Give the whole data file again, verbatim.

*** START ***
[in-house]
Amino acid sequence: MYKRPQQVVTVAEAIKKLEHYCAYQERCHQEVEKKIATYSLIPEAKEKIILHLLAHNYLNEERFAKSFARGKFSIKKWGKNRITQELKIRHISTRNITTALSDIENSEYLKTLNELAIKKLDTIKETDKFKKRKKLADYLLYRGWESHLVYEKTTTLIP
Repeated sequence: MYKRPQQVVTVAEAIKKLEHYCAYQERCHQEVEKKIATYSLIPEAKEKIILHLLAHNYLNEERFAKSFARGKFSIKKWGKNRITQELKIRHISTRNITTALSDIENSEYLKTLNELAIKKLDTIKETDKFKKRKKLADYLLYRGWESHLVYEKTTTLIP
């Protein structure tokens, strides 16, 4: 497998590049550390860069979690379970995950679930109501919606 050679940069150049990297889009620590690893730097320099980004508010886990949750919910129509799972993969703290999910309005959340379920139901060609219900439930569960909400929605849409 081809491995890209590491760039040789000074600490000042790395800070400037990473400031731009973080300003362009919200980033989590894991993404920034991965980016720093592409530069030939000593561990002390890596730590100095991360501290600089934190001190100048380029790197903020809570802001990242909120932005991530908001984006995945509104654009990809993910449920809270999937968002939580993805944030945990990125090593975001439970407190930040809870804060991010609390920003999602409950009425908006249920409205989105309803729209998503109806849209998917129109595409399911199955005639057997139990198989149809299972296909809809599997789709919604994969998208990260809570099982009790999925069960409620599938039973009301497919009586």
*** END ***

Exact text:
[in-house]
Amino acid sequence: MYKRPQQVVTVAEAIKKLEHYCAYQERCHQEVEKKIATYSLIPEAKEKIILHLLAHNYLNEERFAKSFARGKFSIKKWGKNRITQELKIRHISTRNITTALSDIENSEYLKTLNELAIKKLDTIKETDKFKKRKKLADYLLYRGWESHLVYEKTTTLIP
Repeated sequence: MYKRPQQVVTVAEAIKKLEHYCAYQERCHQEVEKKIATYSLIPEAKEKIILHLLAHNYLNEERFAKSFARGKFSIKKWGKNRITQELKIRHISTRNITTALSDIENSEYLKTLNELAIKKLDTIKETDKFKKRKKLADYLLYRGWESHLVYEKTTTLIP
């Protein structure tokens, strides 16, 4: 497998590049550390860069979690379970995950679930109501919606 050679940069150049990297889009620590690893730097320099980004508010886990949750919910129509799972993969703290999910309005959340379920139901060609219900439930569960909400929605849409 081809491995890209590491760039040789000074600490000042790395800070400037990473400031731009973080300003362009919200980033989590894991993404920034991965980016720093592409530069030939000593561990002390890596730590100095991360501290600089934190001190100048380029790197903020809570802001990242909120932005991530908001984006995945509104654009990809993910449920809270999937968002939580993805944030945990990125090593975001439970407190930040809870804060991010609390920003999602409950009425908006249920409205989105309803729209998503109806849209998917129109595409399911199955005639057997139990198989149809299972296909809809599997789709919604994969998208990260809570099982009790999925069960409620599938039973009301497919009586």